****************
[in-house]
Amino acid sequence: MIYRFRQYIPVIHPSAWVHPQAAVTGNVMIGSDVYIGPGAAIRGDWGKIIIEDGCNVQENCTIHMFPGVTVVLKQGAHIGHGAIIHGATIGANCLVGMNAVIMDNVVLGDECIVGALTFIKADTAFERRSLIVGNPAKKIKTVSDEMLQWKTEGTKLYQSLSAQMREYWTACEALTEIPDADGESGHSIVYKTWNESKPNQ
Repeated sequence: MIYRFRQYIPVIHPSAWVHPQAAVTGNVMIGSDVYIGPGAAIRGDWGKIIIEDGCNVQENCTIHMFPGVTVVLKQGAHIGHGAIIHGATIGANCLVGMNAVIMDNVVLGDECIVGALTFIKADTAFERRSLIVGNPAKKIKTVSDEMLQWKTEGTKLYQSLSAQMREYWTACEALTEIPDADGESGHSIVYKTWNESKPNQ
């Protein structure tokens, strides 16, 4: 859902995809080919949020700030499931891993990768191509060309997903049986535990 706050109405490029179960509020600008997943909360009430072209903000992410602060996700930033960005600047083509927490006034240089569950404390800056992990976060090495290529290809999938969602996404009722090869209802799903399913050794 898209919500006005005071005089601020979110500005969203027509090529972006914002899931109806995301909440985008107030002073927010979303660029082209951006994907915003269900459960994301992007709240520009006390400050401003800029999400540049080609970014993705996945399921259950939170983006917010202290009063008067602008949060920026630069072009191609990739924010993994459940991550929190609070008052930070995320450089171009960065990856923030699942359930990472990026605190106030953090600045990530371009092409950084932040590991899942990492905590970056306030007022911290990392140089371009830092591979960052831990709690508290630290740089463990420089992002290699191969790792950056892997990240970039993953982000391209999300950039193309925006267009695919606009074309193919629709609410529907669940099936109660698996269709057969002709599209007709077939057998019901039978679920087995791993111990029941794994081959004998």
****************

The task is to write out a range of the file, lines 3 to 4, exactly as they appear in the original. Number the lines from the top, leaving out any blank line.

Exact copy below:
Repeated sequence: MIYRFRQYIPVIHPSAWVHPQAAVTGNVMIGSDVYIGPGAAIRGDWGKIIIEDGCNVQENCTIHMFPGVTVVLKQGAHIGHGAIIHGATIGANCLVGMNAVIMDNVVLGDECIVGALTFIKADTAFERRSLIVGNPAKKIKTVSDEMLQWKTEGTKLYQSLSAQMREYWTACEALTEIPDADGESGHSIVYKTWNESKPNQ
């Protein structure tokens, strides 16, 4: 859902995809080919949020700030499931891993990768191509060309997903049986535990 706050109405490029179960509020600008997943909360009430072209903000992410602060996700930033960005600047083509927490006034240089569950404390800056992990976060090495290529290809999938969602996404009722090869209802799903399913050794 898209919500006005005071005089601020979110500005969203027509090529972006914002899931109806995301909440985008107030002073927010979303660029082209951006994907915003269900459960994301992007709240520009006390400050401003800029999400540049080609970014993705996945399921259950939170983006917010202290009063008067602008949060920026630069072009191609990739924010993994459940991550929190609070008052930070995320450089171009960065990856923030699942359930990472990026605190106030953090600045990530371009092409950084932040590991899942990492905590970056306030007022911290990392140089371009830092591979960052831990709690508290630290740089463990420089992002290699191969790792950056892997990240970039993953982000391209999300950039193309925006267009695919606009074309193919629709609410529907669940099936109660698996269709057969002709599209007709077939057998019901039978679920087995791993111990029941794994081959004998």